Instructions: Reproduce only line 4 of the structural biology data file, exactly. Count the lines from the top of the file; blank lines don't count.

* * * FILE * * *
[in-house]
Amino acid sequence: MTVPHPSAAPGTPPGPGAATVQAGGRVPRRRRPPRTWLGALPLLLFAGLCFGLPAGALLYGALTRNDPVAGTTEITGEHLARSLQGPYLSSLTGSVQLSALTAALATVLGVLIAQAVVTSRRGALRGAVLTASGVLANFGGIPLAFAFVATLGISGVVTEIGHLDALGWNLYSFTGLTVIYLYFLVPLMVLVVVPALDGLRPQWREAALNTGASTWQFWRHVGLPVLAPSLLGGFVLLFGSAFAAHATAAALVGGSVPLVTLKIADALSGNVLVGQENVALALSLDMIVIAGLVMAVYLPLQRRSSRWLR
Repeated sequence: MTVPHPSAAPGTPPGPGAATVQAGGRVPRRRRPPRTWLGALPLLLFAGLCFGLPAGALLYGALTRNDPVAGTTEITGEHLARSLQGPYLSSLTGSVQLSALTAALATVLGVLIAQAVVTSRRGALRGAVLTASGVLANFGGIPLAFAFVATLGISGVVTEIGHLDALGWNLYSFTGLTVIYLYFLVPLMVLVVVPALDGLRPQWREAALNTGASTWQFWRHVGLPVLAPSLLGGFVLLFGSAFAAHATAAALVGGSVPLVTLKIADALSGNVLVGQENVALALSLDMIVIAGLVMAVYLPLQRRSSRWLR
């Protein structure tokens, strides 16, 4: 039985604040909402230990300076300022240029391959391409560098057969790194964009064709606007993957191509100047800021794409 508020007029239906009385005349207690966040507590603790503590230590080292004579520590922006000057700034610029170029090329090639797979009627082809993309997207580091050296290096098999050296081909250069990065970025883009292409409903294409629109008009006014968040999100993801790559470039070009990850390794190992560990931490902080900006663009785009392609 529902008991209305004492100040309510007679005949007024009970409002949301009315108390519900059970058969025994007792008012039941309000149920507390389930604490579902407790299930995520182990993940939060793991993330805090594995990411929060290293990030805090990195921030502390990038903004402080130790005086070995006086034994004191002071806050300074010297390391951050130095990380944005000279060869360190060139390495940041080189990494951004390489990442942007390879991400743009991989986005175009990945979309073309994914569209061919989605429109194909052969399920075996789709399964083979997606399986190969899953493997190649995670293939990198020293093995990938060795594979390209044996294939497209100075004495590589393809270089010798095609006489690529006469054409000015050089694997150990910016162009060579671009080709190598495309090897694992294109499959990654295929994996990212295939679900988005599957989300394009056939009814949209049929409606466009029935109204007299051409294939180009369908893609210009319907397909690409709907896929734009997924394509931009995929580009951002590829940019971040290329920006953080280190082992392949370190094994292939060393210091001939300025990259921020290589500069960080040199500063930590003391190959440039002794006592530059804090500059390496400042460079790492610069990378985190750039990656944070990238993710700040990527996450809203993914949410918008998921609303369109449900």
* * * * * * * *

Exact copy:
């Protein structure tokens, strides 16, 4: 039985604040909402230990300076300022240029391959391409560098057969790194964009064709606007993957191509100047800021794409 508020007029239906009385005349207690966040507590603790503590230590080292004579520590922006000057700034610029170029090329090639797979009627082809993309997207580091050296290096098999050296081909250069990065970025883009292409409903294409629109008009006014968040999100993801790559470039070009990850390794190992560990931490902080900006663009785009392609 529902008991209305004492100040309510007679005949007024009970409002949301009315108390519900059970058969025994007792008012039941309000149920507390389930604490579902407790299930995520182990993940939060793991993330805090594995990411929060290293990030805090990195921030502390990038903004402080130790005086070995006086034994004191002071806050300074010297390391951050130095990380944005000279060869360190060139390495940041080189990494951004390489990442942007390879991400743009991989986005175009990945979309073309994914569209061919989605429109194909052969399920075996789709399964083979997606399986190969899953493997190649995670293939990198020293093995990938060795594979390209044996294939497209100075004495590589393809270089010798095609006489690529006469054409000015050089694997150990910016162009060579671009080709190598495309090897694992294109499959990654295929994996990212295939679900988005599957989300394009056939009814949209049929409606466009029935109204007299051409294939180009369908893609210009319907397909690409709907896929734009997924394509931009995929580009951002590829940019971040290329920006953080280190082992392949370190094994292939060393210091001939300025990259921020290589500069960080040199500063930590003391190959440039002794006592530059804090500059390496400042460079790492610069990378985190750039990656944070990238993710700040990527996450809203993914949410918008998921609303369109449900």